She’s been doing this commute for nearly a year and says it has saved her thousands of dollars a month, mostly in rent. The average rent for an apartment near her salon is about $3,747, more than twice the $1,400 average rent in Charlotte. Jorgensen stays at a friend’s house and pays her a modest rent to offset the cost so the arrangement benefits them both. 

According to city data, about 64,000 supercommuters travel from beyond the tri-state area to work in Manhattan, which underscores NYC’s unaffordability crisis. The Center for Women’s Welfare reported last April that 50% of all New York City households don’t earn enough to cover basic necessities. 

From Austin, TX, to Redondo Beach, CA: Dr. Frank Croasdale

Frank Croasdale moved his family to Austin, TX, from Southern California to find more affordable housing in an area with less climate risk. But he didn’t want to give up his practice as a physical therapist. So, he flies to work three times a month to treat his patients in person and works remotely from his home the rest of the time. 

On some of his crazier days as a super commuter, he spends close to 24 hours total on the commute each way plus the hours he spends at the clinic. 

Still, he describes the arrangement as “a win-win.”

Despite the cost of those round-trip flights (around $400 each time), plus the $1,500 monthly rent for his California studio apartment, the setup has saved the Croasdale family an extra $1,500 a month, largely due to the $20,000 to $40,000 more he earns from his California practice than he would with an Austin-based practice. 

So, despite the occasional travel snag, which can easily result in a much longer workday, Dr. Croasdale considers the overall benefits well worth the cost. 

“It balances out.” 

From Dover, Delaware, to Washington, D.C.: Chris and Kristina Rice

Chris and Kristina Rice left the Washington, D.C., area in October 2020 to live in Dover, Delaware, moving into a six-bedroom home that costs $1,000 less per month than their two-bedroom apartment in Alexandria, Virginia. 

While Mr. Rice works remotely, Ms. Rice commutes 2.5 hours to D.C. once or twice a week, spending roughly $50 each round trip on gas and parking.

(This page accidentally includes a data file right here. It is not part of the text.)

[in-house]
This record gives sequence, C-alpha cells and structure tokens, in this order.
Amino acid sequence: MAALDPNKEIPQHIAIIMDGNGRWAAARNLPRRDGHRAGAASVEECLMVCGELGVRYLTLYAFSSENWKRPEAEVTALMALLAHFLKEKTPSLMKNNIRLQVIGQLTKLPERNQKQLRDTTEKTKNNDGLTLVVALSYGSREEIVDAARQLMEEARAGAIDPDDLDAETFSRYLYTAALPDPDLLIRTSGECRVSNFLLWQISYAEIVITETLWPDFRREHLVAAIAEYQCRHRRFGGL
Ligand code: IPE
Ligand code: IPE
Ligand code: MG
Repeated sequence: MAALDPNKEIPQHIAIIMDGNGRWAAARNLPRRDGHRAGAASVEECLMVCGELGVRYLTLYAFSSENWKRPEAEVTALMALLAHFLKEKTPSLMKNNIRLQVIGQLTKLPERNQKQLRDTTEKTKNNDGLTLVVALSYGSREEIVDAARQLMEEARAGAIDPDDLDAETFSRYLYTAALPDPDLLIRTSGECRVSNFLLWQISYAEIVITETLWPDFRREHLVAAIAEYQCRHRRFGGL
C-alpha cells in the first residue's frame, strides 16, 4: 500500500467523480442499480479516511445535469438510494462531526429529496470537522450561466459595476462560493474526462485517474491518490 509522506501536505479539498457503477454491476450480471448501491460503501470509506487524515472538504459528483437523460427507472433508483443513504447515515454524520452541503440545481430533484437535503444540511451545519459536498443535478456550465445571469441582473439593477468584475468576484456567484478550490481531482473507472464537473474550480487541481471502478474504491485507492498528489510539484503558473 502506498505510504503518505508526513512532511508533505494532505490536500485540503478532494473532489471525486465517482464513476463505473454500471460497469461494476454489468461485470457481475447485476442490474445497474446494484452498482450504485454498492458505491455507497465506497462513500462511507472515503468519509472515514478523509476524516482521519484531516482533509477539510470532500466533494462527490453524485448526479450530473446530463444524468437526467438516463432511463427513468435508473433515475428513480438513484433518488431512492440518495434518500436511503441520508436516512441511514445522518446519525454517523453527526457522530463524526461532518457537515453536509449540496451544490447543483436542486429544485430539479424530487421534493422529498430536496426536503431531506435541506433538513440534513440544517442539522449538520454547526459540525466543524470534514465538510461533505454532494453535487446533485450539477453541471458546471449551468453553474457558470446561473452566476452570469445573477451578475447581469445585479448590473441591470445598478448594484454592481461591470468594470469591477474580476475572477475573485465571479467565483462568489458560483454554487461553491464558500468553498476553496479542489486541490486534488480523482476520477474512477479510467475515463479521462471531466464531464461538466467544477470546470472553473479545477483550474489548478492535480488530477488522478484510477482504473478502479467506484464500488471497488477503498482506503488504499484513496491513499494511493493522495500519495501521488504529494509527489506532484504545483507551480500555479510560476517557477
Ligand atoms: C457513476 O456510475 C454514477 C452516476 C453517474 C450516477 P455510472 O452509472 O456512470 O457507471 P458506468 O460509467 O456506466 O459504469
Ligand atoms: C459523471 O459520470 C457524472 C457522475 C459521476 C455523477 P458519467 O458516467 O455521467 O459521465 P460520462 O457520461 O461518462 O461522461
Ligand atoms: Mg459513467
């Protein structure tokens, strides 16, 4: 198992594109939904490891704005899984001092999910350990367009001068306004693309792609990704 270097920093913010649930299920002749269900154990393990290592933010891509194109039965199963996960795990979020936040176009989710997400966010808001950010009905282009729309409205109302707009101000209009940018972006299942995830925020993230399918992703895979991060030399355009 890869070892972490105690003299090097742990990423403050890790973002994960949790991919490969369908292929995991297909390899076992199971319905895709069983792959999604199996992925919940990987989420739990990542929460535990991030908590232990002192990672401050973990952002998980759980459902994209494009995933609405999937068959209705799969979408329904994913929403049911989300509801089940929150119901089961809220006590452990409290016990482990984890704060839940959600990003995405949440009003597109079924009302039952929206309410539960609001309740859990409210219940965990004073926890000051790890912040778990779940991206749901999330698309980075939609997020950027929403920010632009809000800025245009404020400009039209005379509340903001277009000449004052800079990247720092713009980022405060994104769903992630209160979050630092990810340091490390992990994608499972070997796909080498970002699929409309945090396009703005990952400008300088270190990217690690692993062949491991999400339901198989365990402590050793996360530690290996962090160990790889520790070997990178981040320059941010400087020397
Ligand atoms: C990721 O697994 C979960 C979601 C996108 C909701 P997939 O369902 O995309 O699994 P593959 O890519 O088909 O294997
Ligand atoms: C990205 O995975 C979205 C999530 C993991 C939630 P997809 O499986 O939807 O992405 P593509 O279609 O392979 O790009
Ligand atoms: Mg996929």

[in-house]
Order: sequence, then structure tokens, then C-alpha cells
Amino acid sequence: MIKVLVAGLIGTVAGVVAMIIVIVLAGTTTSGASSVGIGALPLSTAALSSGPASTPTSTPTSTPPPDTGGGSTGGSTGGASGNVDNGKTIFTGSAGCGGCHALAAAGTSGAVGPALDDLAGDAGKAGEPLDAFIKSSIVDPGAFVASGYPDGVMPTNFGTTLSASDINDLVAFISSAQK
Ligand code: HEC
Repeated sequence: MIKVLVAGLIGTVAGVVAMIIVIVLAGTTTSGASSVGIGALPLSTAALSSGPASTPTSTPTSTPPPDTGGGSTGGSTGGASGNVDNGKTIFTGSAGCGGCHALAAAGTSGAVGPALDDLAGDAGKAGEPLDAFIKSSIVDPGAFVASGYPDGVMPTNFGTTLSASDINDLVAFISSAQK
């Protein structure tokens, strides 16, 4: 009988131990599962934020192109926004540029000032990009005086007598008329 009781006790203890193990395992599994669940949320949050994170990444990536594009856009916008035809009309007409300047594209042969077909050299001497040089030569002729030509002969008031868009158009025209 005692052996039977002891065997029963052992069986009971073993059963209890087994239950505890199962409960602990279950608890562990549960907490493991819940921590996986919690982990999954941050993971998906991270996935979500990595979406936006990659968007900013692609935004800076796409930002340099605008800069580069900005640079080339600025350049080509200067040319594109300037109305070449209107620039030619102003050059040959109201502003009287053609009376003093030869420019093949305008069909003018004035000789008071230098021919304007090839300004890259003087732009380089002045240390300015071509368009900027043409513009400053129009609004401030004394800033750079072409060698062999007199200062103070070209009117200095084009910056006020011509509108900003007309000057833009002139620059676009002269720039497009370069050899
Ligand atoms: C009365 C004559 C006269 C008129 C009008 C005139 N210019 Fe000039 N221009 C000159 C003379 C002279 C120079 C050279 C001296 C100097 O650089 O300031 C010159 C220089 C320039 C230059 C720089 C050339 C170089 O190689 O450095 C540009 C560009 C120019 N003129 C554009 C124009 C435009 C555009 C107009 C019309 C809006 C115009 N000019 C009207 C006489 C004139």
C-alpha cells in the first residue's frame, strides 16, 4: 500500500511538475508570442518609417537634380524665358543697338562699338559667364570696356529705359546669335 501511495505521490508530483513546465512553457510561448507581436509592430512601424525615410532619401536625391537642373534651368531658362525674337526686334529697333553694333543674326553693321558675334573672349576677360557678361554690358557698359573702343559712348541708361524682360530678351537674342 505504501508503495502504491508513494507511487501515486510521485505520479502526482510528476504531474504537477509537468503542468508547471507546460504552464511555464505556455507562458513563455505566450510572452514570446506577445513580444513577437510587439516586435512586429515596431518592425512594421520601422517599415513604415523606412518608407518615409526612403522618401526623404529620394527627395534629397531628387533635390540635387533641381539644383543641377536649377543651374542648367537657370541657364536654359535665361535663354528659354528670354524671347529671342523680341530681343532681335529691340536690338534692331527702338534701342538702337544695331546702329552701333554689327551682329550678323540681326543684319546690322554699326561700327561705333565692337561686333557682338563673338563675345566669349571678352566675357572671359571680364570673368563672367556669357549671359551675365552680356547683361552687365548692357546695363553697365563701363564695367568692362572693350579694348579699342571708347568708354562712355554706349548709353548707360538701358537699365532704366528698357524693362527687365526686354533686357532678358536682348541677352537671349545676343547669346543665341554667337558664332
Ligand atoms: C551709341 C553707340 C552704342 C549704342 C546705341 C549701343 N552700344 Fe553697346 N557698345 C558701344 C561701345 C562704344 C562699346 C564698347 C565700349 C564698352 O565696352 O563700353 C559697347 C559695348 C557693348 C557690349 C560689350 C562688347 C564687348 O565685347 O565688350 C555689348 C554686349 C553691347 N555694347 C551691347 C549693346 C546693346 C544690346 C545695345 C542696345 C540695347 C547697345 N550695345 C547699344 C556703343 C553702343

The monthly cost savings have allowed the couple to pay off their student loans and start a family. Speaking of their 13-month-old son, Mr. Rice added, 

“Even having him is something we weren’t in a position to do before. We’ll do whatever we have to to make this work.”

Pros and cons of super-commuting

Plenty of studies now link longer work commutes with more stress and lower overall well-being. But from some of the stories we’ve read, it’s all in how you navigate the challenges. And some argue that a more flexible commuting schedule alleviates the potential stress (at least some of it) and makes the super commuter option more sustainable for long periods. 

Pre-COVID, around 4.6 million Americans—3.1% of the U.S. workforce—were supercommuters, as defined by the 2019 American Community Survey from the U.S. Census Bureau. 

In 2021, that number dropped to 3.1 million (2.4%) as many employees were working remotely. 

So, what are the advantages and disadvantages of being a super commuter? Here are a few to keep in mind: 


  • Savings thousands of dollars a month on housing costs
  • Enjoying a lower cost of living
  • Living closer to family/friends
  • All while holding onto a job you love 


  • The stress of the commute 
  • The time spent commuting
  • Unforeseen complications—like canceled flights, train delays, holiday hotel rates, etc.
  • Feeling torn in two directions, with limited ability to respond to emergency situations

All-in-all, this is probably not a good long-term fit for someone who likes to keep things simple. But for those who don’t mind a more complicated life—or who work in multiple locations—there are ways to minimize the cost of those commutes and make them less stressful. 

Also, with so many Americans choosing to embrace the super commuter lifestyle and sharing their hacks online, the odds of running across someone with helpful ideas are greater now than they were a few years ago. 

For those of you thinking about embracing the super commuter lifestyle, Chip Cutter offers a few hard-earned tips:  

  1. The real super commuter experience is “completely different” from what people typically imagine. 
  2. It pays to leverage your air mileage and credit card bonuses but it’s best to stick with one airline and hotel loyalty program.